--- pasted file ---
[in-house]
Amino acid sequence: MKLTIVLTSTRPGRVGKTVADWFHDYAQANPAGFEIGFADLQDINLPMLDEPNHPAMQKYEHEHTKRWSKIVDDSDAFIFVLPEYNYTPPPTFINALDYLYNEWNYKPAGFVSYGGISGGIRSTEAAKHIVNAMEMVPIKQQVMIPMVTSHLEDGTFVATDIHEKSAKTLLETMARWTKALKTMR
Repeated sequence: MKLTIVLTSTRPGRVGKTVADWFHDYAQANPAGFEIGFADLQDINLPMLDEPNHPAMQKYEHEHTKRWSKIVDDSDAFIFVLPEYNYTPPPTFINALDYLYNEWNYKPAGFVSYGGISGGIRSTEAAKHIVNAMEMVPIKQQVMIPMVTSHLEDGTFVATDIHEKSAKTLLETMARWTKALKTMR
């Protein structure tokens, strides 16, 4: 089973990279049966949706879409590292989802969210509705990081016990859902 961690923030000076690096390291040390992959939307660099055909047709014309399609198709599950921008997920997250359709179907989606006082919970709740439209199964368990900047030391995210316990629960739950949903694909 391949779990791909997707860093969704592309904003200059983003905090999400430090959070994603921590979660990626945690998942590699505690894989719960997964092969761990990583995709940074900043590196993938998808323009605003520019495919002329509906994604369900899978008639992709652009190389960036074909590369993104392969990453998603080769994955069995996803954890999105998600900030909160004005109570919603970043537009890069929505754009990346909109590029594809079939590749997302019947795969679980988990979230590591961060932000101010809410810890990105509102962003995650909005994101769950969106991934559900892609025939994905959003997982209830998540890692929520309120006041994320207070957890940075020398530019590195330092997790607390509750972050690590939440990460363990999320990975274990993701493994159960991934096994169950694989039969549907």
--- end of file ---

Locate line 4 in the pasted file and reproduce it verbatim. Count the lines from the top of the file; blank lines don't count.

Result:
């Protein structure tokens, strides 16, 4: 089973990279049966949706879409590292989802969210509705990081016990859902 961690923030000076690096390291040390992959939307660099055909047709014309399609198709599950921008997920997250359709179907989606006082919970709740439209199964368990900047030391995210316990629960739950949903694909 391949779990791909997707860093969704592309904003200059983003905090999400430090959070994603921590979660990626945690998942590699505690894989719960997964092969761990990583995709940074900043590196993938998808323009605003520019495919002329509906994604369900899978008639992709652009190389960036074909590369993104392969990453998603080769994955069995996803954890999105998600900030909160004005109570919603970043537009890069929505754009990346909109590029594809079939590749997302019947795969679980988990979230590591961060932000101010809410810890990105509102962003995650909005994101769950969106991934559900892609025939994905959003997982209830998540890692929520309120006041994320207070957890940075020398530019590195330092997790607390509750972050690590939440990460363990999320990975274990993701493994159960991934096994169950694989039969549907």